An anthology of Chinese fiction, poetry, and essays written during the twentieth and twenty-first centuries.
the columbia anthology of modern chinese literature
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With its fresh translations by newer voices in the field, its broad scope, and its flowing style, this anthology places the immense riches of Chinese literature within easy reach. Ranging from the beginnings to 1919, this abridged version of The Columbia Anthology of Traditional Chinese Literature retains all the characteristics of the original. In putting together these selections Victor H. Mair interprets "literature" very broadly to include not just literary fiction, poetry, and drama, but folk and popular literature, lyrics and arias, elegies and rhapsodies, biographies, autobiographies and memoirs, letters, criticism and theory, and travelogues and jokes.
This condensed anthology reproduces close to a dozen plays from Xiaomei Chen's well-received original collection, The Columbia Anthology of Modern Chinese Drama, along with her critical introduction to the historical, cultural, and aesthetic evolution of twentieth-century Chinese spoken drama. Comprising representative works from the Republican era to postsocialist China, the book encapsulates the revolutionary rethinking of Chinese theater and performance that began in the late Qing dynasty and vividly portrays the uncertainty and anxiety brought on by modernism, socialism, political conflict, and war. Chosen works from 1919 to 1990 also highlight the formation of national and gender identities during a period of tremendous social, cultural, and political change in China and the genesis of contemporary attitudes toward the West. PRC theater tracks the rise of communism, juxtaposing ideals of Chinese socialism against the sacrifices made for a new society. Post-Mao drama addresses the nation's socialist legacy, its attempt to reexamine its cultural roots, and postsocialist reflections on critical issues such as nation, class, gender, and collective memories. An essential, portable guide for easy reference and classroom use, this abridgment provides a concise yet well-rounded survey of China's theatricality and representation of political life. The original work not only established a canon of modern Chinese drama in the West but also made it available for the first time in English in a single volume.
In Volume 2 of Columbia's comprehensive anthology of modern Japanese literature, thoughtfully selected and carefully translated readings portray the vast changes that have transformed Japanese culture since the end of the Pacific War. Beginning with the Allied Occupation in 1945 and concluding with the early twenty-first century, these stories, poems, plays, and essays reflect Japan's heady transition from poverty to prosperity, its struggle with conflicting ideologies and political beliefs, and the growing influence of popular culture on the country's artistic and intellectual traditions. Organized chronologically and by genre within each period, readings include fiction by Hayashi Fumiko and Oe Kenzaburo; poems by Ayukawa Nobuo, Katsura Nobuko, and Saito Fumi; plays by Mishima Yukio and Shimizu Kunio; and a number of essays, among them Eto Jun on Natsume Soseki and his brilliant novel Kokoro (The Heart of Things), and Kawabata Yasunari on the shape of his literary career and the enduring influence of classical Japanese literature. Some authors train a keen eye on the contemporary world, while others address the historical past and its relationship to modern culture. Some adopt an even broader scope and turn to European models for inspiration, while others look inward, exploring psychological and sexual terrain in new, often daring ways. Spanning almost six decades, this anthology provides a thorough introduction to a profound period of creative activity.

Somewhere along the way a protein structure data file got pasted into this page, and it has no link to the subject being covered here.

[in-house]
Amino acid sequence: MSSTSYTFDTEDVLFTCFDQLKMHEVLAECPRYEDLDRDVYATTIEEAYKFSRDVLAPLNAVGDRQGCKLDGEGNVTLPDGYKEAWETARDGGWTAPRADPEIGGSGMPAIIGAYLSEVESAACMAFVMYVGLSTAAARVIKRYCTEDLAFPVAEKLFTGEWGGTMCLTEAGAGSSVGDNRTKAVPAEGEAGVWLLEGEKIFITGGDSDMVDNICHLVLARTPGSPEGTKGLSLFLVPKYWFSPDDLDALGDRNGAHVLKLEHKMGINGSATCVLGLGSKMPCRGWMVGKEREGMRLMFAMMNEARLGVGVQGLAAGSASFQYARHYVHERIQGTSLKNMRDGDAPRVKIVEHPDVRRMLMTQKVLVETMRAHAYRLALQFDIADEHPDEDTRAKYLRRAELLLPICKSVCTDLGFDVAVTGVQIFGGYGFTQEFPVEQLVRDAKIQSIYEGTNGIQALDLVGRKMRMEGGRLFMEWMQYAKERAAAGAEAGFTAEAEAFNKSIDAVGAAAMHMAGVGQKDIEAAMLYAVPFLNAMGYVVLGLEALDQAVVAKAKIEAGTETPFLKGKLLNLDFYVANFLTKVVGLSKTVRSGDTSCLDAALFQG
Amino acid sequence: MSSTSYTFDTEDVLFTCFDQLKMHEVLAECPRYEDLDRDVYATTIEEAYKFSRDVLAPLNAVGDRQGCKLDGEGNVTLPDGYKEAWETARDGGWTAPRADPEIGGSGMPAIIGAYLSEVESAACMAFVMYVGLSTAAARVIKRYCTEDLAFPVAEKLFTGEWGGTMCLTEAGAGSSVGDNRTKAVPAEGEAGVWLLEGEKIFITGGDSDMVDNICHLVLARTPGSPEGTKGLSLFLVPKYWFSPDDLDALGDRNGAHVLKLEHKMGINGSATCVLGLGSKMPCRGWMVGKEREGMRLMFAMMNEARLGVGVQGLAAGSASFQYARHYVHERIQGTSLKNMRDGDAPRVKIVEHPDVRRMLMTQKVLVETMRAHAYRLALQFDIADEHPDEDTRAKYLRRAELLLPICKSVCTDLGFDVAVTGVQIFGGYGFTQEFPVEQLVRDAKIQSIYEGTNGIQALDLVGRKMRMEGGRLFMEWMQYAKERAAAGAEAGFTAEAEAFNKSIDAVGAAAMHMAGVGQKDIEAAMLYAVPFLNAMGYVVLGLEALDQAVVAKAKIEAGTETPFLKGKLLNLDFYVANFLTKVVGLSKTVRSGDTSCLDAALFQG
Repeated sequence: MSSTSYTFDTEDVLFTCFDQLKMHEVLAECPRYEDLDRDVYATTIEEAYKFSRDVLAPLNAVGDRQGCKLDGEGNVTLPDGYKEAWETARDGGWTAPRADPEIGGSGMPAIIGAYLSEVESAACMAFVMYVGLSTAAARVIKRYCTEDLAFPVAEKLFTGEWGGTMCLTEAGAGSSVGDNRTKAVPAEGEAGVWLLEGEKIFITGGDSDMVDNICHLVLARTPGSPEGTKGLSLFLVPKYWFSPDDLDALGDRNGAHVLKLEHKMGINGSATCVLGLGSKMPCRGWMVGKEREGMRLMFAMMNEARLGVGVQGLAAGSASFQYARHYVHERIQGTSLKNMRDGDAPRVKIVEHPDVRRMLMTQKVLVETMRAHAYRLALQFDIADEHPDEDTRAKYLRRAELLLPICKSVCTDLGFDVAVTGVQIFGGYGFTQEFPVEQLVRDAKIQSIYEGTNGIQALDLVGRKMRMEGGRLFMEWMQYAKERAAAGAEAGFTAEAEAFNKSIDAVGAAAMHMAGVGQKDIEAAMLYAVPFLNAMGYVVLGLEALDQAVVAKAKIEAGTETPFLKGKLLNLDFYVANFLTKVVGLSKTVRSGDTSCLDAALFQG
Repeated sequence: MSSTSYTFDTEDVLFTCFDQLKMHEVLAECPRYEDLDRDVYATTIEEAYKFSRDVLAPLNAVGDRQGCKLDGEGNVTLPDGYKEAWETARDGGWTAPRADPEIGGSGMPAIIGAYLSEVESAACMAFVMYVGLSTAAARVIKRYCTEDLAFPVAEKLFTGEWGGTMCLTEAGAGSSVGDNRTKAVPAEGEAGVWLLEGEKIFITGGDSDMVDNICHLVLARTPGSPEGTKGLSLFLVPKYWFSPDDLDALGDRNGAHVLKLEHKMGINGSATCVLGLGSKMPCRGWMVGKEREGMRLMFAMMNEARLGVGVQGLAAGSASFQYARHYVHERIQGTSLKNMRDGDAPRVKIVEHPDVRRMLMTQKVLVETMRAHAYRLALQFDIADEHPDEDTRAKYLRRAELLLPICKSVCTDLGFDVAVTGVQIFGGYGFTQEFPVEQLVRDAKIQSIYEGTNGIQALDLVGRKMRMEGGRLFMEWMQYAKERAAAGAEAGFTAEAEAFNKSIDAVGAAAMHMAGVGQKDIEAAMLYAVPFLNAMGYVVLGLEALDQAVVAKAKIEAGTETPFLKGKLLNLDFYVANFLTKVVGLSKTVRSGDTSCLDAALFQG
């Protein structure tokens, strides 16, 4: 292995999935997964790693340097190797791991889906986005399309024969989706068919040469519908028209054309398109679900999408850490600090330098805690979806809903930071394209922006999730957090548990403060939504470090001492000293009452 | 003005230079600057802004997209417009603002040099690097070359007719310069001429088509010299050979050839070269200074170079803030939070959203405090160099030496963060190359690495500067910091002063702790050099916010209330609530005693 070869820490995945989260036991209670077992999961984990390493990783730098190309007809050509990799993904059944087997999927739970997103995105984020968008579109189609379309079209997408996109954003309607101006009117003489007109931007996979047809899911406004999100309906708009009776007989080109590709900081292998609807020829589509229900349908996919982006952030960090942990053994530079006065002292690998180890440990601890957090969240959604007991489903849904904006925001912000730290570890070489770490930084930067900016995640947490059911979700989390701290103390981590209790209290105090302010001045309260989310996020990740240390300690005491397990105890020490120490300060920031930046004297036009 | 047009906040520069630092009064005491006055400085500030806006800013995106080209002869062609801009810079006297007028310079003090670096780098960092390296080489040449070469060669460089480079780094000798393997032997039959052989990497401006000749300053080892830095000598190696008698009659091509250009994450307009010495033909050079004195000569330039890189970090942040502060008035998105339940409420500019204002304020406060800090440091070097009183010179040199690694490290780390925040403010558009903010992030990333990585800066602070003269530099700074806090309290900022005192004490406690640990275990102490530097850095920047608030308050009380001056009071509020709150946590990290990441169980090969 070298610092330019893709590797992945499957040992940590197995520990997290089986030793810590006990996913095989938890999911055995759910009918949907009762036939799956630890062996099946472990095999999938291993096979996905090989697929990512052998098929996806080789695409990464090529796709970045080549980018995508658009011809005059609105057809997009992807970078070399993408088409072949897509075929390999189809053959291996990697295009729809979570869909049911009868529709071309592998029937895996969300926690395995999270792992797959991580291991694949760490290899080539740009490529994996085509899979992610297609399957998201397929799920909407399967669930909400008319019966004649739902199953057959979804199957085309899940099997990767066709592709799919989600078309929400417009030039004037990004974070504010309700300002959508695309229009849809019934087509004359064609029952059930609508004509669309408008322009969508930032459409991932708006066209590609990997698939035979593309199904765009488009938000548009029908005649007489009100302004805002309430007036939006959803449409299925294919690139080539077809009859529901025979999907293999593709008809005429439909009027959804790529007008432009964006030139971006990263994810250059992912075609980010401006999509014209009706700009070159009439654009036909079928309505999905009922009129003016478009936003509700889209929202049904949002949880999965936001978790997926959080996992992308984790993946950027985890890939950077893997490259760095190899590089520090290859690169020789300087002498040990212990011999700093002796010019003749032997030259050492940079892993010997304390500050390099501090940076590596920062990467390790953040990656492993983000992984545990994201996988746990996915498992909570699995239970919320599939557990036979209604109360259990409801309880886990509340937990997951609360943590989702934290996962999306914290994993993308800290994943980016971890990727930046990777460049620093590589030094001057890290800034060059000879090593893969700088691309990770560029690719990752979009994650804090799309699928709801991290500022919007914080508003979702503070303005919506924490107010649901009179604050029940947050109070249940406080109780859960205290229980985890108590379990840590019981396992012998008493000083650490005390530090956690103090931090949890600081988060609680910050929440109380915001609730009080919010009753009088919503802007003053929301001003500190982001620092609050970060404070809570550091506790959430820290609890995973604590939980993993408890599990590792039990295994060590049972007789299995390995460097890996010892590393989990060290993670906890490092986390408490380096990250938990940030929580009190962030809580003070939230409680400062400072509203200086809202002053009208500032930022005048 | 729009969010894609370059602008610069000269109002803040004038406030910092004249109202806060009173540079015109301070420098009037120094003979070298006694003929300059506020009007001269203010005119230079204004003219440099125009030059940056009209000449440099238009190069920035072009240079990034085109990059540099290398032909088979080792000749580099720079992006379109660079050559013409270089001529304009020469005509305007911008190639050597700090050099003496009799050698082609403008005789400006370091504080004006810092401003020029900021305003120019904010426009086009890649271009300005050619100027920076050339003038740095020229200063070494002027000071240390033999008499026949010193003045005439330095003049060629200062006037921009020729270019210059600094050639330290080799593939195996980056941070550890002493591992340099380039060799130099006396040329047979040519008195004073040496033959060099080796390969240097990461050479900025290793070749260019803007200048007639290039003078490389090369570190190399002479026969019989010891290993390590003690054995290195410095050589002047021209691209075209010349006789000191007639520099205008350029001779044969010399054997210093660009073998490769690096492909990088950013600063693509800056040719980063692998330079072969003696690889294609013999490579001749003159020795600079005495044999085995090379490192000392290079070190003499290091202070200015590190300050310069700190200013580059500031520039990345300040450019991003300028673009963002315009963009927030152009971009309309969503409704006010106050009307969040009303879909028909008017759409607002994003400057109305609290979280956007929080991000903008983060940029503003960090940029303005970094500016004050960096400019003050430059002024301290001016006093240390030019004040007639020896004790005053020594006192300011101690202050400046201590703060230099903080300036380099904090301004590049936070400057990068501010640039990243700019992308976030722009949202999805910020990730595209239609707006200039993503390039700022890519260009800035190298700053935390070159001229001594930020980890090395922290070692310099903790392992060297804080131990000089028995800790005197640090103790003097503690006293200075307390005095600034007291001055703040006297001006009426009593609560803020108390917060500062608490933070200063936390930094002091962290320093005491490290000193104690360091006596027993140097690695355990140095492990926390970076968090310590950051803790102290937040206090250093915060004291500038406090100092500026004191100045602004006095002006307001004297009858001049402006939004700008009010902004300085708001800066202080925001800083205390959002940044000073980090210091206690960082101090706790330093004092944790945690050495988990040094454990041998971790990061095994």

Historical Dictionary of Modern Chinese Literature presents a broad perspective on the development and history of literature in modern China. This book offers a chronology, introduction, bibliography, and over 300 cross-referenced dictionary entries on authors, literary and historical developments, trends, genres, and concepts that played a central role in the evolution of modern Chinese literature.
This sourcebook contains more than 160 documents and writings that reflect the development of Taiwanese literature from the early modern period to the twenty-first century. Selections include seminal essays in literary debates, polemics, and other landmark events; interviews, diaries, and letters by major authors; critical and retrospective essays by influential writers, editors, and scholars; transcripts of historical speeches and conferences; literary-society manifestos and inaugural journal prefaces; and governmental policy pronouncements that have significantly influenced Taiwanese literature. These texts illuminate AsiaÕs experience with modernization, colonialism, and postcolonialism; the character of TaiwanÕs Cold War and postÐCold War cultural production; gender and environmental issues; indigenous movements; and the changes and challenges of the digital revolution. TaiwanÕs complex history with Dutch, Spanish, and Japanese colonization; strategic geopolitical position vis--vis China, Japan, and the United States; and status as a hub for the East-bound circulation of technological and popular-culture trends make the nation an excellent case study for a richer understanding of East Asian and modern global relations.